The hearing, set for 1 p.m., will wrap in all other bills “relating to same-sex marriage and civil unions,” according to the schedule, blogs the Sun’s Annie Linskey.
WINE SHIPMENTS: Lawmakers filed legislation Friday in the General Assembly that would permit direct shipping of wine to consumers. House Bill 234 and Senate Bill 248 would allow wineries and retailers to ship wine directly to buyers so long as they are permitted to do so, Scott Graham of the Baltimore Business Journal reports.
GAME CONCUSSIONS: House Economic Matters Committee Chairman Dereck Davis is sponsoring a bill requiring that young athletes suspected of suffering a concussion during a game or practice be removed and barred from returning until they are cleared by a physician, Jeff Newman reports for SoMaNews.com.
SMALL BIZ BOOST: Small business in Maryland is getting a big boost from a state plan called “Maryland Made Easy” designed to create a more business-friendly environment, according to Gov. O’Malley, Denise Cabrera writes for Patch.com.
JACOBS ON GOP AGENDA: New Senate Republican leader Nancy Jacobs, who replaced Alan Kittleman in the leadership post, sits down with Len Lazarick of MarylandReporter.com to discuss the GOP agenda in the State House.
ANNAPOLIS SUMMIT: Last Friday on Marc Steiner’s show on WEAA-FM, Steiner talked with Eastern Shore farmers, then recaps the 2011 Annapolis Summit with Gov. O’Malley, House Speaker Michael Bush and Senate President Mike Miller.
ROAD TAXES FOR ROADS: Highway user money, raised from local drivers in the form of fuel tax, motor vehicle registration, titling and other fees, needs to be used on major road repairs, the Frederick News Post editorial board writes. Instead, it is being used as a slush fund by the governor to balance the state’s wildly out-of-balance budget.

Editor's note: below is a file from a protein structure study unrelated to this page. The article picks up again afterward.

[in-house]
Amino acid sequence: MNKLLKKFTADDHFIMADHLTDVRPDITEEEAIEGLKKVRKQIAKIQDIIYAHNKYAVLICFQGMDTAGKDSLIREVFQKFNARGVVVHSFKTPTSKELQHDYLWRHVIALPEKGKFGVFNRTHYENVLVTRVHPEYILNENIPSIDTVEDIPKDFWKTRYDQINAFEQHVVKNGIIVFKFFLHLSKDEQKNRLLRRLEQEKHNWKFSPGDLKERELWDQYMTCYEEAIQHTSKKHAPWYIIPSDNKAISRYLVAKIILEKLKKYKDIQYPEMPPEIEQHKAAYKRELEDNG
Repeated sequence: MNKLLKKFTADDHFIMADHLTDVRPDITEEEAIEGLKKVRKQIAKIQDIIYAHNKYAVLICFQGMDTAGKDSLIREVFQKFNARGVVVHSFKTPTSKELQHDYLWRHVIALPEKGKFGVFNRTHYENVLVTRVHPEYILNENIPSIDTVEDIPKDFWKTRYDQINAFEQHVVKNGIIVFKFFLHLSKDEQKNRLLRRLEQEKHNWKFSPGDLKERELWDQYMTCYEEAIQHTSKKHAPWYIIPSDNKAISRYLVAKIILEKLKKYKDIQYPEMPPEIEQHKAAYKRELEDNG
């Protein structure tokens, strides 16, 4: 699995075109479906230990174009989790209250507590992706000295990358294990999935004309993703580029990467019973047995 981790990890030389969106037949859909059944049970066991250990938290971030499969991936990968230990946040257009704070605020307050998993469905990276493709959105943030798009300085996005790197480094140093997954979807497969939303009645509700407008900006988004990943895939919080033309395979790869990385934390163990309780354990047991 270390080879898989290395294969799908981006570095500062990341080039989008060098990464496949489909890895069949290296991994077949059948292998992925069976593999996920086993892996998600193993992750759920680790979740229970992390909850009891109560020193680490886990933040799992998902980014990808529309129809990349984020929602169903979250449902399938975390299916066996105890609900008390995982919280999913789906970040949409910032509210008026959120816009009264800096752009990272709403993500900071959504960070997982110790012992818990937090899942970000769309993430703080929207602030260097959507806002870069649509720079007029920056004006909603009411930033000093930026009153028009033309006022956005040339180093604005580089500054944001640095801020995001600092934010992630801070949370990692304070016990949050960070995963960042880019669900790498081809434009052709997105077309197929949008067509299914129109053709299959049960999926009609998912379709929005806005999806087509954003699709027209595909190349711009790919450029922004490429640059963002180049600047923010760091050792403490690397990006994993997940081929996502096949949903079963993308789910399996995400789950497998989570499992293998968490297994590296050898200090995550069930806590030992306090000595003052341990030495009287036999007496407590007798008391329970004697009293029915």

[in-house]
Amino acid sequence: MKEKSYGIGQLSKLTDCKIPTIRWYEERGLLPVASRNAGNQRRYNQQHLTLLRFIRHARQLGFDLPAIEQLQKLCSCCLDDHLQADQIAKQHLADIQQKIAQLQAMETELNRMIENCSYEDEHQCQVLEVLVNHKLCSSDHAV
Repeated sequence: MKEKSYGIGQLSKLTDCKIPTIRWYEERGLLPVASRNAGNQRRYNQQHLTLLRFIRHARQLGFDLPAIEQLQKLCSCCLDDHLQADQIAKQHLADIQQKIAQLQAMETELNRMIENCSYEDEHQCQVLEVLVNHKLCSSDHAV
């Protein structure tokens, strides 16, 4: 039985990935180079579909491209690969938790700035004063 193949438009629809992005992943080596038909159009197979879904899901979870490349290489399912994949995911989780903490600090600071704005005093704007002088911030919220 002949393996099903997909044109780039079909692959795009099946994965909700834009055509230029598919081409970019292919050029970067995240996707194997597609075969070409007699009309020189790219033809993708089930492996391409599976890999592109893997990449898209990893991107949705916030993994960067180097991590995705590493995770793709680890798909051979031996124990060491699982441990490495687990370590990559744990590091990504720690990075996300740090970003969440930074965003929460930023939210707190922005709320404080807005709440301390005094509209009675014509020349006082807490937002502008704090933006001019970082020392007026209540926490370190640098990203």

O’MALLEY BLASTS PEPCO: In a letter to its CEO, O’Malley has blasted Pepco, saying he is outraged and calling the company’s power restoration rate after last week’s winter weather “dismal,” Andrew Mollenbeck and Gary Emerling report for WTOP.
Here’s an AP article run by WJZ-TV. But scroll down to read the one reader comment, which sometimes can add insight into a topic.
PG ETHICS PANEL: Prince George’s County Exec Rushern Baker’s ethics panel met Saturday, beginning the formidable project to end corruption, reports Miranda Spivack of the Post.
2nd LOOK AT CHARTER PLAN: The state Board of Education has asked Montgomery County to take a second look at a new charter school proposal and articulate more fully its objections to it, Jenna Johnson reports for the Post.
WON’T SUPPORT BOND BILLS: Republican delegates from Frederick County have declined to support local bond bills for building projects and renovations — the state’s version of earmarks, reports Meg Tully of the Frederick News Post.
HOCO HOTEL TAX: Howard County’s state legislators are struggling to decide if the county’s hotel room tax should rise to 7% from 5%, even though hotel owners are supporting it as a way to raise money for tourism and business promotion, writes the Sun’s Larry Carson. Some elected officials worry about raising the rates in what they see as an anti-tax political climate.
GRAFFITI FINES: Two Baltimore County lawmakers seek to double the fines for graffiti, following incidents in Perry Hall, the Sun’s Raven Hill reports.
DEL. SZELIGA: Del. Kathy Szeliga of Harford County may have an easier time than most newly elected lawmakers in adjusting to her new job in Annapolis. She worked for former state Sen. Andy Harris as a legislative aide. The Dagger offers up her newsletter.
CITY DISTRICTING: Baltimore Mayor Stephanie Rawlings-Blake is set to unveil her proposed council redistricting map for the city today, Julie Scharper reports for the Sun.
OFFICIALS STUMPED: State and local elected officials come up short of explanations of why and how an East Baltimore development project gets millions of federal dollars every year, Joan Jacobson and Melody Simmons report for the Daily Record. The community is known as Middle East, which some people want to change.
Here’s a timeline of the project and a map of the two phases, both by Jon Sham.